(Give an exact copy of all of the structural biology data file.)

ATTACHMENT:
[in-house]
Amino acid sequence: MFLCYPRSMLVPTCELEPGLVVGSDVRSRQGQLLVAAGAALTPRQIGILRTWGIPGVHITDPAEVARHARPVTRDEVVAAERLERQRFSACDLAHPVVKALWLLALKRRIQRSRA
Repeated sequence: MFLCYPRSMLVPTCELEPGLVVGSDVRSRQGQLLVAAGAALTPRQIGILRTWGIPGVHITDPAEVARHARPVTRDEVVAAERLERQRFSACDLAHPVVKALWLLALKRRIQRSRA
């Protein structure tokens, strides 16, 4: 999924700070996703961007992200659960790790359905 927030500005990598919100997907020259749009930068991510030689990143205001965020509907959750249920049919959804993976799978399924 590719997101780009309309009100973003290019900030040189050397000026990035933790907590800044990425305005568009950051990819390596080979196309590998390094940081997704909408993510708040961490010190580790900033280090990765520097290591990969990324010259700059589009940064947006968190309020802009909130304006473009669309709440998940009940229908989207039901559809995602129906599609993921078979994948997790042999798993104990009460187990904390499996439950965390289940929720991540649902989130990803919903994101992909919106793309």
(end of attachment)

[in-house]
Amino acid sequence: MFLCYPRSMLVPTCELEPGLVVGSDVRSRQGQLLVAAGAALTPRQIGILRTWGIPGVHITDPAEVARHARPVTRDEVVAAERLERQRFSACDLAHPVVKALWLLALKRRIQRSRA
Repeated sequence: MFLCYPRSMLVPTCELEPGLVVGSDVRSRQGQLLVAAGAALTPRQIGILRTWGIPGVHITDPAEVARHARPVTRDEVVAAERLERQRFSACDLAHPVVKALWLLALKRRIQRSRA
């Protein structure tokens, strides 16, 4: 999924700070996703961007992200659960790790359905 927030500005990598919100997907020259749009930068991510030689990143205001965020509907959750249920049919959804993976799978399924 590719997101780009309309009100973003290019900030040189050397000026990035933790907590800044990425305005568009950051990819390596080979196309590998390094940081997704909408993510708040961490010190580790900033280090990765520097290591990969990324010259700059589009940064947006968190309020802009909130304006473009669309709440998940009940229908989207039901559809995602129906599609993921078979994948997790042999798993104990009460187990904390499996439950965390289940929720991540649902989130990803919903994101992909919106793309």